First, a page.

Lynx Golf is set to become the first golf equipment company in the world to stop using single-use plastics (SUPs).
The Weybridge-based company, which exports golf clubs, bags and other products all around the world, including the USA, has set itself the bold target of ridding SUPs from its supply chain by August 1.
Owned by husband-and-wife entrepreneurs Steve Elford and Stephanie Zinser since 2014, Lynx has committed to spending over £30,000 this year on alternatives for SUPs and to increase plastics recycling resources in its business, which employs just over 20 people.
Their aim is to be fully rid of SUPs by the beginning of next month, with Zinser pledging: “Among our staff, we have over 42 children and a few grandchildren. We want them to have a world in which they can live safely, healthily and happily. There is no doubt that Sir David Attenborough’s ‘Blue Planet’ TV series really made the world sit up and think long and hard about our use of plastics and the damage they are having on the environment.
“The golf equipment business is not unique. Although its use of single-use plastics might not be as obvious as in other industries, there are SUPs all along the supply chain. At Lynx Golf we are determined to remove them.”
Lynx Golf has made several key changes to reduce its impact on the environment. These include using paper rather than polyethylene to wrap and protect its golf bags before packaging; replacing the plastic bubble wrap used to help golf bags keep their shape with recycled paper wadding; replacing plastic parcel tape with reinforced gummed paper tape; and stopping cellophane shrinking wrapping all of its clubheads.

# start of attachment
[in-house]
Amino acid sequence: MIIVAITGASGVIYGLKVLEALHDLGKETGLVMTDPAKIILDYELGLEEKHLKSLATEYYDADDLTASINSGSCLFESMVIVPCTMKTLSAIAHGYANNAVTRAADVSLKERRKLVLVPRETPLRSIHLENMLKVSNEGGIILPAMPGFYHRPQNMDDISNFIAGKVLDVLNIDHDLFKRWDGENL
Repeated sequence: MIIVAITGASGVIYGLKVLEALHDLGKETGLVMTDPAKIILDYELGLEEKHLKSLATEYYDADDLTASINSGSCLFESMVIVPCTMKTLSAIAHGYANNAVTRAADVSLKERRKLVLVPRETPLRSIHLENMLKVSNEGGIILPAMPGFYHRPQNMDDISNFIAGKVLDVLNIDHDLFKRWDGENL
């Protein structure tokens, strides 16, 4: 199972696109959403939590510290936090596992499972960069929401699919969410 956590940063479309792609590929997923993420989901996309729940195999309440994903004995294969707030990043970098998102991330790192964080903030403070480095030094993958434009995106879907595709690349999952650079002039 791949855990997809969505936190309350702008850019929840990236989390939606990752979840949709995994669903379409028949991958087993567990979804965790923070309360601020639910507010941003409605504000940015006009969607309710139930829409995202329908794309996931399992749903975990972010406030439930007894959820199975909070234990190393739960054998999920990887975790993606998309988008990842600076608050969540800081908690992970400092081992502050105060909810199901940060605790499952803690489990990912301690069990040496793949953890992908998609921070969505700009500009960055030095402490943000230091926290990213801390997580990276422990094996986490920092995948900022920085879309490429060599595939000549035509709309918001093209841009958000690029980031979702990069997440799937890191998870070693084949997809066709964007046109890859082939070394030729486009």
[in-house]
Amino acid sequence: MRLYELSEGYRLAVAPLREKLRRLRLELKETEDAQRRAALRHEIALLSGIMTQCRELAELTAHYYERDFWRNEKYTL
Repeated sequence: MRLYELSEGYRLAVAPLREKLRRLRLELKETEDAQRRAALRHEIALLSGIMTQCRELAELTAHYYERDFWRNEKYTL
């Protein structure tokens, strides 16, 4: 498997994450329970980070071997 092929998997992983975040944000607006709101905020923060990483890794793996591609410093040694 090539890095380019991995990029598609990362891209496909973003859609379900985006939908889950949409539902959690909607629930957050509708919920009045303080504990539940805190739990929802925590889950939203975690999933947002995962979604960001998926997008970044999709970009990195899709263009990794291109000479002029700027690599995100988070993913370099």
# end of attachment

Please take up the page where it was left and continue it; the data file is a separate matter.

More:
Zinser added: “Lynx Golf will be the first global sports equipment manufacturing company to rid itself of SUPs, but that is not without its challenges. For example, when trying to replace the shrink-wrap we use on our golf club heads to protect them, we had sourced an alternative material which is made purely from cellulose, and which is completely biodegradable into harmless elements. However, in its current form it’s not quite there. We will keep working on the best alternatives, but we’d rather have nothing than something that is either not really biodegradable, or that is, but doesn’t quite look good enough. We are therefore using other – greener – methods to hold the golf clubheads in place during transit and shipping, and this comes at additional cost to the business.”
Zinser finished by saying: “Multi-use plastics are not going to go away, at least not for a very long time, but what we can, and need, to get rid of now are the single-use plastic products used for packaging and delivery of products to consumers. These are clogging up the blood vessels of the earth – our oceans, seas and rivers. Our eco-friendly strategies are all about bringing like-minded people along with us on this journey, and we very much hope that our actions by going SUP-Free will encourage everyone who knows us, partners with us, and plays with us, to come along and join in the adventure.”